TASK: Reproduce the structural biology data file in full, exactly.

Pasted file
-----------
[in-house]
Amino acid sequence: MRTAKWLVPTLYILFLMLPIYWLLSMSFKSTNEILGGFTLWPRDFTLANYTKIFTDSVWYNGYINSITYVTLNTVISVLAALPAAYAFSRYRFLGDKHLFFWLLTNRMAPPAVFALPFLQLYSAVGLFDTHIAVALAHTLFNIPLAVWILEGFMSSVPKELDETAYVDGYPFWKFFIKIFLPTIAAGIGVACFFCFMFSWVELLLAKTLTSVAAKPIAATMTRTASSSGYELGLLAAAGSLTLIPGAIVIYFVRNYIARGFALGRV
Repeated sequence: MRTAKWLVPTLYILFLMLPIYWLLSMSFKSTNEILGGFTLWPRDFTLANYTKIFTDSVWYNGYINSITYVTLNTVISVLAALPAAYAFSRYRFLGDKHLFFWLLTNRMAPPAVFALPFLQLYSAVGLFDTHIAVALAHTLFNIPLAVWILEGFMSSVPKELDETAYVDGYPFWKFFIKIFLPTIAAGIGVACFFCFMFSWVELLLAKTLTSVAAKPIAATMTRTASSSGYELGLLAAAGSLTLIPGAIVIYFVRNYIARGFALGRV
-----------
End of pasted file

[in-house]
Amino acid sequence: MRTAKWLVPTLYILFLMLPIYWLLSMSFKSTNEILGGFTLWPRDFTLANYTKIFTDSVWYNGYINSITYVTLNTVISVLAALPAAYAFSRYRFLGDKHLFFWLLTNRMAPPAVFALPFLQLYSAVGLFDTHIAVALAHTLFNIPLAVWILEGFMSSVPKELDETAYVDGYPFWKFFIKIFLPTIAAGIGVACFFCFMFSWVELLLAKTLTSVAAKPIAATMTRTASSSGYELGLLAAAGSLTLIPGAIVIYFVRNYIARGFALGRV
Repeated sequence: MRTAKWLVPTLYILFLMLPIYWLLSMSFKSTNEILGGFTLWPRDFTLANYTKIFTDSVWYNGYINSITYVTLNTVISVLAALPAAYAFSRYRFLGDKHLFFWLLTNRMAPPAVFALPFLQLYSAVGLFDTHIAVALAHTLFNIPLAVWILEGFMSSVPKELDETAYVDGYPFWKFFIKIFLPTIAAGIGVACFFCFMFSWVELLLAKTLTSVAAKPIAATMTRTASSSGYELGLLAAAGSLTLIPGAIVIYFVRNYIARGFALGRV